New Delhi/Bangkok, Nov 1 : As Indian negotiators in Bangkok, led by Commerce and Industry Minister Piyush Goyal, race to conclude negotiations on the RCEP mega trade deal ahead of its proposed signing on November 4, there is heightened awareness that if India decides against inking it for now, it could put New Delhi in an awkward spot.
Negotiations for the 16-nation Regional Comprehensive Economic Partnership (RCEP) deal have been going on for the past seven years, and India was close to concluding it.
However, New Delhi has now raised “new issues”, which are hampering concluding the negotiations, Bangkok-based sources told IANS.
The deal, which would cover half the world’s population, is set to be inked during the ASEAN leaders’ summit on November 4 in Bangkok, which would be attended by Prime Minister Narendra Modi.
On Thursday, Indian officials said that New Delhi would “participate only in a fair and transparent trading environment”.
As opposition from various quarters in India — agriculture and dairy sector, and industry and even from political parties — mounts over the China-led trade deal, some foreign media have already started painting India as the emerging villain of the piece.
Of the 25 chapters, 23 have been negotiated, and only a chapter on investment is yet to be resolved, while on services, there are some issues to be sorted out with the Philippines, the sources said.
India has raised differences over areas like rules of origin, e-commerce and base year tariff.
Prime Minister Narendra Modi, who is keen to portray India as business-friendly, has held two intense meetings in New Delhi on the RCEP issue, one in September and another in October, to convey the message that keeping out was not an option for India.
However, with opposition mounting over fears that the deal could result in India being flooded with Chinese products, Indian negotiators are trying to put in additional safeguards, which could hamper India acceding to it.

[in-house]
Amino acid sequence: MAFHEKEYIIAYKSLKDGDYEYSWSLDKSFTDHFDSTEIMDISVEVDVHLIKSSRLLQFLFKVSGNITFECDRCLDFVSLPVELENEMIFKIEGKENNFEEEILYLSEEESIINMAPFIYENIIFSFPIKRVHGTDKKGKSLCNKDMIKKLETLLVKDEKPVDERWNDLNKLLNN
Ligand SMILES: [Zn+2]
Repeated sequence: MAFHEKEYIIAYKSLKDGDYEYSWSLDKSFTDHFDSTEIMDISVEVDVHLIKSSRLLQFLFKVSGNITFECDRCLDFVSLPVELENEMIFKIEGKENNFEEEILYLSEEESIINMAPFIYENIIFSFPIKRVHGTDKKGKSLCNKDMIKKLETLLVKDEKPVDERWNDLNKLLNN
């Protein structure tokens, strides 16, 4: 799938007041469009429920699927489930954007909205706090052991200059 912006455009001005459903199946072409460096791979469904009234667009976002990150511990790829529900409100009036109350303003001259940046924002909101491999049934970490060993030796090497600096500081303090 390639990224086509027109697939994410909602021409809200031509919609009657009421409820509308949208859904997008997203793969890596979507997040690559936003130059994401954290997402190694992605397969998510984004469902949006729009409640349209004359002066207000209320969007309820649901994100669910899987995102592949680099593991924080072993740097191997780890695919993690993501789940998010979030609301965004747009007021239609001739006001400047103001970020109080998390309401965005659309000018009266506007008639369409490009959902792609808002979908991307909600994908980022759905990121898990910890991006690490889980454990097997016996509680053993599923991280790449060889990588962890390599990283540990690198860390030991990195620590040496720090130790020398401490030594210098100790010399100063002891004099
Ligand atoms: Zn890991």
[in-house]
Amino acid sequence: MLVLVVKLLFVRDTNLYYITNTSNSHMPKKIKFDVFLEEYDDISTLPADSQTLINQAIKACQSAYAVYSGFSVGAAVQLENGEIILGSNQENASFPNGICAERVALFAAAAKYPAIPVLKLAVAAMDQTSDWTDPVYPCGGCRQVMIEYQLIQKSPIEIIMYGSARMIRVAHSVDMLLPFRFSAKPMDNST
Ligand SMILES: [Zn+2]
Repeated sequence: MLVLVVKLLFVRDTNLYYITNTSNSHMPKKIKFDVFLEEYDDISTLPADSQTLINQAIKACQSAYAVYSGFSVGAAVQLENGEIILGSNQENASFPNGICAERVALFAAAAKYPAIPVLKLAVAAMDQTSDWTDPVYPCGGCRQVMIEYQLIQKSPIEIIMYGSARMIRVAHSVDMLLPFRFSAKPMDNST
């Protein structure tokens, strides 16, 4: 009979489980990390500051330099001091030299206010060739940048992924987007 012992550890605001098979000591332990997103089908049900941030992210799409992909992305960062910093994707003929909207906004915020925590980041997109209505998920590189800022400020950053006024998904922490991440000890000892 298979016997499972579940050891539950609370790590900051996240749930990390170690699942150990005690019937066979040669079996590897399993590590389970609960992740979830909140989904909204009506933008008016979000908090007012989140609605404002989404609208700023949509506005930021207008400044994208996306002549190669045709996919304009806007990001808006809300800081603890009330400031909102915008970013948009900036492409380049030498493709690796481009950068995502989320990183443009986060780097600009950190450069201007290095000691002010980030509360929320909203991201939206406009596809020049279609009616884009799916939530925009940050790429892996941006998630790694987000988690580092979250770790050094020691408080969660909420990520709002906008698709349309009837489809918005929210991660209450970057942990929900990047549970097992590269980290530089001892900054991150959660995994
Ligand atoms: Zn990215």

“The problem is, while the other 15 countries think in terms of what they can export, with India the concern is how to prevent imports. India too should be thinking in terms of exports,” the Bangkok source said.
In case India is unable to finalise the deal before November 4, the other countries could give India three months to sort out matters before joining the other countries — the 10-member ASEAN and five other countries.
Indian negotiators are trying to include adequate protection against cheap Chinese imports in order to make the deal more acceptable for Indian industry and agriculture. To join RCEP, India will have to take on commitments for tariff elimination for about 90 per cent items from the ASEAN, Japan and South Korea, and over 74 per cent from China, Australia and New Zealand.
RCEP is a proposed free trade agreement (FTA) between the 10-member states of the ASEAN — Brunei, Cambodia, Indonesia, Laos, Malaysia, Myanmar, the Philippines, Singapore, Thailand, Vietnam — and its six FTA partners China, Japan, India, South Korea, Australia and New Zealand.
RCEP member-states account for 3.4 billion people with a total Gross Domestic Product of $49.5 trillion, approximately 39 per cent of the world’s GDP, with the combined GDPs of China and India making up more than half that amount.
(Ranjana Narayan can be contacted at [email protected])